maandag 3 april 2017
On the last day of March we had another Walking Seminar edition, this time on the topic When is good good enough? Although the weather was not as perfect as expected it was good enough to facilitate a good walk-talk. We walked through the beautiful dunes of Overveen. Rain and wind made this walk into a four-hour exercise of academic exchange, methodological thinking-along and body-mind stamina.
We talked about finished texts, enough work and different goods we encounter when writing; throwing out good pieces in order to better the text in general, focusing on one topic and (for now) letting go of other interesting ones and how to decide when we have done enough (fieldwork or writing). Sometimes we also talked about different goods that emerge in our field or different goods as a strategy to look at our field.
This was the topic that triggered are talks:
When is good good enough? One of the many enemies of a researcher/author is perfectionism. Obviously, we want to give good presentations, write good texts, make good films and otherwise be and do good. However, at some point striving after doing better, better and better still, turns itself against us. It may block the fluid writing of an outline and/or a first rough draft – as what comes out of your hands isn’t, you feel, good enough. It may lead to endlessly postponing the moment you invite others in to comment – as what there is to comment on is not yet good enough. It may fuel insecurity, give stress, what have you.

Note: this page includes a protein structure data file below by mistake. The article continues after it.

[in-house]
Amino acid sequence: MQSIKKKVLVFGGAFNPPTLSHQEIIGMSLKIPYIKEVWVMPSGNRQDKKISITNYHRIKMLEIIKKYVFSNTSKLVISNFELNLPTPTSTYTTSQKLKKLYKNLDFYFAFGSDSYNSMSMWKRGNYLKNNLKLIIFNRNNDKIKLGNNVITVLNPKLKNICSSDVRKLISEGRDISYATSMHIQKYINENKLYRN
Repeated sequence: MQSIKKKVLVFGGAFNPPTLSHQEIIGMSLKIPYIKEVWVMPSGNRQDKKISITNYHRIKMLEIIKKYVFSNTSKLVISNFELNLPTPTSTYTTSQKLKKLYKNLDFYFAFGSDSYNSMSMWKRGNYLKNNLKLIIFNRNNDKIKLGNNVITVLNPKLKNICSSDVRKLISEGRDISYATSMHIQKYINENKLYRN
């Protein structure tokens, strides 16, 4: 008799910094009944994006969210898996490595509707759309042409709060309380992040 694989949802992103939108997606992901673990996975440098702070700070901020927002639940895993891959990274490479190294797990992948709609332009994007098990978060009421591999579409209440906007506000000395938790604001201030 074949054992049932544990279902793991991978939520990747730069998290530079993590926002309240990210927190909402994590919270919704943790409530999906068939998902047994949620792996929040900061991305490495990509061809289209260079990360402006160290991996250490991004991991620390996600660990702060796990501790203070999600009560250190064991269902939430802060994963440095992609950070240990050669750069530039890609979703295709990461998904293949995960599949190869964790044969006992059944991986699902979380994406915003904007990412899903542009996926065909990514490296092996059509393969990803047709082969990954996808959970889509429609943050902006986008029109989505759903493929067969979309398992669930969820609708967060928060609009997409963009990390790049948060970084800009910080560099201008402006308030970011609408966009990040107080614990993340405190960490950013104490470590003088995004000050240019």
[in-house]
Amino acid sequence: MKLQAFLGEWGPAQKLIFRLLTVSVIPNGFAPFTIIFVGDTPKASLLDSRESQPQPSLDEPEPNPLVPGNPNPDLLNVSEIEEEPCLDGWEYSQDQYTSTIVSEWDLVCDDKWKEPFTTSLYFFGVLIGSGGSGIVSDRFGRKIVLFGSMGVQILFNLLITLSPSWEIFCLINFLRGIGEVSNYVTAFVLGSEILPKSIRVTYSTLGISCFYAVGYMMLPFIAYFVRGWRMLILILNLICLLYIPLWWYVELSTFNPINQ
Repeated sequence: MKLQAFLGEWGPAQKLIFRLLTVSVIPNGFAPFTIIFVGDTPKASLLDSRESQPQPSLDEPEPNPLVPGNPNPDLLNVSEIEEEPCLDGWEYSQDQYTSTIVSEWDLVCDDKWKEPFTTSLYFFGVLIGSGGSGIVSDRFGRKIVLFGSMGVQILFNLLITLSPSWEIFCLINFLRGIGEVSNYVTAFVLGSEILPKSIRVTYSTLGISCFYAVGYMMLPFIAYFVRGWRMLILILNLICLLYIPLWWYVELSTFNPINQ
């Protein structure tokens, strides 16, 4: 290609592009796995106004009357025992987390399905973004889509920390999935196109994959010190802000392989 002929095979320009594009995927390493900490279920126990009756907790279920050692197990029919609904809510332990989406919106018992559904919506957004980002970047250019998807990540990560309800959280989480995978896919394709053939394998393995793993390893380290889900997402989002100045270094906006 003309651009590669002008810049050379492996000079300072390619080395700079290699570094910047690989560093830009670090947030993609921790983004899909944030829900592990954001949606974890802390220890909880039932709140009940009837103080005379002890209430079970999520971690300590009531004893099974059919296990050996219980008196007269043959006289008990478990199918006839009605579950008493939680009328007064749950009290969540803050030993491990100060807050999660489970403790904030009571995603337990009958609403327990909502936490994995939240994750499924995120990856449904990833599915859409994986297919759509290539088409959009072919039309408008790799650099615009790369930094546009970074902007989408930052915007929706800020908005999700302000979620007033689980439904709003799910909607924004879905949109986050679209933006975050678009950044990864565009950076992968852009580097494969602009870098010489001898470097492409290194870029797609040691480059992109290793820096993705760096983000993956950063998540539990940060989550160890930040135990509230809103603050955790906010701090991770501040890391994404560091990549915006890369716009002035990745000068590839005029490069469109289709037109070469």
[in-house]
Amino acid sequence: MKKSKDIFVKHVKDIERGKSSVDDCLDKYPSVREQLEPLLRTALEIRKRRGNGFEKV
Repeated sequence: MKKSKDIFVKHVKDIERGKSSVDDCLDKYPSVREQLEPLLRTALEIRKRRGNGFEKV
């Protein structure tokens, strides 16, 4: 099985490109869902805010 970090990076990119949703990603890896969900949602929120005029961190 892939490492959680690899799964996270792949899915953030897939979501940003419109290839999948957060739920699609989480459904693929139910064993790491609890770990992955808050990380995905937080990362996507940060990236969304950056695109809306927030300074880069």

In secondary school you mostly got assignments with questions and these all had a right answer. You may have learned to like to feel intellectually in command. However, in doing research and engaging in original writing feeling in command is a rare event (and neither quite necessary nor even particularly desirable). How to work well without it?
In this walking seminar we encouraged each other to recognise when in our working lives the perfect is the enemy of the good and share strategies for letting go, accepting irreducible difficulties, facing our limits, for laughing, flowing and breathing. And, of course, for staying rigorous and persevering – for it is as well to also avoid falling for that other enemy – self-satisfaction.